What is the mayor’s rent-control group doing? How will we know?

The longer St. Paul Mayor Melvin Carter’s ad hoc Rent Stabilization Stakeholders Group meets the more confusing its deliberations become.

Saint Paul STRONG (SPS) is concerned that recommendations to clarify the city’s new rent control ordinance will neither be effective in (1) involving the public in this important discussion, nor (2) provide a road map for the City Council and the mayor on moving forward.

The 41-member panel meets on a digital platform and live-streams its meetings, but members routinely adjourn to smaller groups out of the public eye for more detailed discussions, and return making pronouncements without explanation.

Some council members and their staff have been denied access to the digital platform to observe and learn from stakeholders’ small-group discussions, while one council aide and several city staff have been granted that access.

If the ordinance, which is set to launch on May 1, is not refined, opponents predict a loss in affordable housing units — particularly new developments — in St. Paul because of its restricting rent increases to 3 percent a year.

The mayor made it clear he wants an amendment to exempt new construction from the ordinance ahead of input from the panel. Yet, at the group’s first meeting, City Council Member Chris Tolbert, a stakeholder group member, said: “The council wants to hear from this group before taking action.”

At the group’s second meeting, another panelist, former Councilmember Jay Benanav, made a strong push to have the group address the proposed new-construction exemption. However, panel co-chairs Tony Sanneh and Phil Cryan strongly opposed the notion, saying “We’re going to stay the course – stick to the mayor’s charge. If you have concerns, we encourage you to visit the mayor.” So again, things are being proposed without public input.

Furthermore, how the group of 41 intends to make decisions is unclear. Can there be motions and a vote? Is a quorum required? So far, voting is being done by “polling” (again not visible to the public) with no announcement or record of how members voted.

SPS is concerned that the panel’s minimal nod to public input is a ruse, hidden behind the classic Abbott and Costello comedic routine, “Who’s on First.” The mayor originally announced there would be three groups designing how the ordinance would work: 1) the aforementioned stakeholder group; 2) the mayor’s executive project lead for redevelopment Melanie McMahon is working on preparing the new construction exemption amendment, and 3) a third group of city staffers is working on implementation processes and procedures for the ordinance, which takes effect on May 1.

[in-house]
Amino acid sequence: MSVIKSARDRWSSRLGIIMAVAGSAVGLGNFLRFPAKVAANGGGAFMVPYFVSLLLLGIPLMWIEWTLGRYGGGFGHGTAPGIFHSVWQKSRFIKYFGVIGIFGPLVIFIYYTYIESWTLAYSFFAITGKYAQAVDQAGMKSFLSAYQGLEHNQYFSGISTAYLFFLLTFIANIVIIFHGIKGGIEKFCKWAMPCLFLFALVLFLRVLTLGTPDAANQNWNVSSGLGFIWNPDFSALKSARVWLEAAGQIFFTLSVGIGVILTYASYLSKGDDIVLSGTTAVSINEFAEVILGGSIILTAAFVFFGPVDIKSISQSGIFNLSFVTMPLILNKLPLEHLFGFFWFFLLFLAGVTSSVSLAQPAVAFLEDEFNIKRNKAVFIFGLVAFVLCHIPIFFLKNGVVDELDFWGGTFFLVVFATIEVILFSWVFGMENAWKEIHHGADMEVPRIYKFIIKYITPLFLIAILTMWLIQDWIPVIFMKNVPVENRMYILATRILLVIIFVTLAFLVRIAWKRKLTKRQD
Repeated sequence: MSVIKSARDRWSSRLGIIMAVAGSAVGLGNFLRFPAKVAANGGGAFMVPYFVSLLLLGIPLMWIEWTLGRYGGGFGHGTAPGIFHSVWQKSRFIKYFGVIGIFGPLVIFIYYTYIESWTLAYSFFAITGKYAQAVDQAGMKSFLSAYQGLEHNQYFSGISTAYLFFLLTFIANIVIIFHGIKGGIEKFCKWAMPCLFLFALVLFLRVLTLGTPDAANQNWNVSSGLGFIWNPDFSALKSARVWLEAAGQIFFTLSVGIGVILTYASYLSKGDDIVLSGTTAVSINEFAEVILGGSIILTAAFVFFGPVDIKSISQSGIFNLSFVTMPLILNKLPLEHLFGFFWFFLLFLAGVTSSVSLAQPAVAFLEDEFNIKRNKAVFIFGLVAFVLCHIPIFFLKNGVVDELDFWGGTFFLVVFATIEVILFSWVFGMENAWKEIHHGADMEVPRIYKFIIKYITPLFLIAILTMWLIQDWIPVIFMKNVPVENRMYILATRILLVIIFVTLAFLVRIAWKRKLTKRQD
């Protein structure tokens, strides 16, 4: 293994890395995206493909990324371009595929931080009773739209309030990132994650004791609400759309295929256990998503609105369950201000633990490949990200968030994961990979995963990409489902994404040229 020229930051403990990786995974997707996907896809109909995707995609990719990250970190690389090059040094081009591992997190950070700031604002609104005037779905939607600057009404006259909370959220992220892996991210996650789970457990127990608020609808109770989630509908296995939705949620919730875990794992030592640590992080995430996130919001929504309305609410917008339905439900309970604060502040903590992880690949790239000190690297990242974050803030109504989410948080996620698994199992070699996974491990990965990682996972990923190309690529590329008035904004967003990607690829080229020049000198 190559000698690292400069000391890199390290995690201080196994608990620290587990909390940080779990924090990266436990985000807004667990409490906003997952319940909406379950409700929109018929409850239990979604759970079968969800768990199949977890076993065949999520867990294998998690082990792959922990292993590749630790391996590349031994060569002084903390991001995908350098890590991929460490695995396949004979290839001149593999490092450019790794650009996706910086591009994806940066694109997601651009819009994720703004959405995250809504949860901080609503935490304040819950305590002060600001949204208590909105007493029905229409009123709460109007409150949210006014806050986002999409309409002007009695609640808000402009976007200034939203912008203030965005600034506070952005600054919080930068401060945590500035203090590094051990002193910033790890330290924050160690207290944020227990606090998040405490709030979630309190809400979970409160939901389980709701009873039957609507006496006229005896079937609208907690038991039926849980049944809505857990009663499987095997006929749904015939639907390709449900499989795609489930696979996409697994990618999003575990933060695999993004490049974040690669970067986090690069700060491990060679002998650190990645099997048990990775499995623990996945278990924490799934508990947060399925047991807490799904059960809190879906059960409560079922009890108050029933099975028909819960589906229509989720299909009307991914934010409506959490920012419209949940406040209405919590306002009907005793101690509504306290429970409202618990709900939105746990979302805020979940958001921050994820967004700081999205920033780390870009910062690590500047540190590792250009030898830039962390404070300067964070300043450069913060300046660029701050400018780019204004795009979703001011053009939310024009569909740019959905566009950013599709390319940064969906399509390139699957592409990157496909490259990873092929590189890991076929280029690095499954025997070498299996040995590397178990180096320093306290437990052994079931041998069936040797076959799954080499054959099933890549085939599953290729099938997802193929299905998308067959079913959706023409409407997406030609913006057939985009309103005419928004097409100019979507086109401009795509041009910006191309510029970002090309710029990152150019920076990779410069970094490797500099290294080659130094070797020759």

But again, this 41-member advisory group has not been charged with developing these complex new rules and procedures.  An important one relates to when a landlord may be able to justify raising rent over 3% in a given year. The ordinance states that will depend on the landlord’s ability to prove that additional rent is needed to earn “a reasonable return on investment.” At this point, no one knows what that means, for either applicants or appellants. And with a universe of over 70,000 rental units, the number of applications and appeals could be overwhelming.

Why convene a group of experts — developers, landlords, renters, and advocates — and not seek their counsel and advice?

The resulting rent ordinance is not just important for renters — homeowners and property-tax payers have a stake too. The public needs to weigh-in on what happens next. Without more transparency, better direction from the mayor, and more public input, these experts will not be able to contribute anything of value.

Andy Dawkins is a member of Saint Paul STRONG, a non-partisan organization.  Further information about the group is available at saintpaulstrong.com